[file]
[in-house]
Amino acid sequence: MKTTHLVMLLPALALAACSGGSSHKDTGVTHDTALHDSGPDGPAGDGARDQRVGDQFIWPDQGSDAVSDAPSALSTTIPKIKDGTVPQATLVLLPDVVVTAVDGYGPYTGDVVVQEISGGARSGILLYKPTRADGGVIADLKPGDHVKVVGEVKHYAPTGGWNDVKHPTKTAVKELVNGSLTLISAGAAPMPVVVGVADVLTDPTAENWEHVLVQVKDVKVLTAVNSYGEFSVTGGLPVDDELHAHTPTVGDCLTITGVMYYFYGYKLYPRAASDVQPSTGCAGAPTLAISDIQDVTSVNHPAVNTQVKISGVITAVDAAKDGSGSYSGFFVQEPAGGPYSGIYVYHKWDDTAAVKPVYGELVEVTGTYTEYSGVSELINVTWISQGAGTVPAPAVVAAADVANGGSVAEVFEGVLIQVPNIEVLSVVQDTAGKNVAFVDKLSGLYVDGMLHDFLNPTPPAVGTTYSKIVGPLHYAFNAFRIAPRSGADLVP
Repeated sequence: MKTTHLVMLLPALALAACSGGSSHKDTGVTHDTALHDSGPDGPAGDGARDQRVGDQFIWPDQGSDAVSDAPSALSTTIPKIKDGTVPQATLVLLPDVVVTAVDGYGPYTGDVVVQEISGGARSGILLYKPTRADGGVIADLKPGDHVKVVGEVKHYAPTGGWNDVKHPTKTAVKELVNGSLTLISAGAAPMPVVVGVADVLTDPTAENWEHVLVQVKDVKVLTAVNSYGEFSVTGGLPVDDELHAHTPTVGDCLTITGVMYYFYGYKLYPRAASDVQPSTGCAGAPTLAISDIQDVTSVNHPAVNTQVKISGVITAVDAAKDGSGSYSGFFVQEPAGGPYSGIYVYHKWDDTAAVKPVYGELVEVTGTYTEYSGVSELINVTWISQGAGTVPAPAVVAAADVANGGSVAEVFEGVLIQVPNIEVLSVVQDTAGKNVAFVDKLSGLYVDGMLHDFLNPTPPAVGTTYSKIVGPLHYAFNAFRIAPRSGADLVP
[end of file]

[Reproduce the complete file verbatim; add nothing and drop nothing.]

[in-house]
Amino acid sequence: MKTTHLVMLLPALALAACSGGSSHKDTGVTHDTALHDSGPDGPAGDGARDQRVGDQFIWPDQGSDAVSDAPSALSTTIPKIKDGTVPQATLVLLPDVVVTAVDGYGPYTGDVVVQEISGGARSGILLYKPTRADGGVIADLKPGDHVKVVGEVKHYAPTGGWNDVKHPTKTAVKELVNGSLTLISAGAAPMPVVVGVADVLTDPTAENWEHVLVQVKDVKVLTAVNSYGEFSVTGGLPVDDELHAHTPTVGDCLTITGVMYYFYGYKLYPRAASDVQPSTGCAGAPTLAISDIQDVTSVNHPAVNTQVKISGVITAVDAAKDGSGSYSGFFVQEPAGGPYSGIYVYHKWDDTAAVKPVYGELVEVTGTYTEYSGVSELINVTWISQGAGTVPAPAVVAAADVANGGSVAEVFEGVLIQVPNIEVLSVVQDTAGKNVAFVDKLSGLYVDGMLHDFLNPTPPAVGTTYSKIVGPLHYAFNAFRIAPRSGADLVP
Repeated sequence: MKTTHLVMLLPALALAACSGGSSHKDTGVTHDTALHDSGPDGPAGDGARDQRVGDQFIWPDQGSDAVSDAPSALSTTIPKIKDGTVPQATLVLLPDVVVTAVDGYGPYTGDVVVQEISGGARSGILLYKPTRADGGVIADLKPGDHVKVVGEVKHYAPTGGWNDVKHPTKTAVKELVNGSLTLISAGAAPMPVVVGVADVLTDPTAENWEHVLVQVKDVKVLTAVNSYGEFSVTGGLPVDDELHAHTPTVGDCLTITGVMYYFYGYKLYPRAASDVQPSTGCAGAPTLAISDIQDVTSVNHPAVNTQVKISGVITAVDAAKDGSGSYSGFFVQEPAGGPYSGIYVYHKWDDTAAVKPVYGELVEVTGTYTEYSGVSELINVTWISQGAGTVPAPAVVAAADVANGGSVAEVFEGVLIQVPNIEVLSVVQDTAGKNVAFVDKLSGLYVDGMLHDFLNPTPPAVGTTYSKIVGPLHYAFNAFRIAPRSGADLVP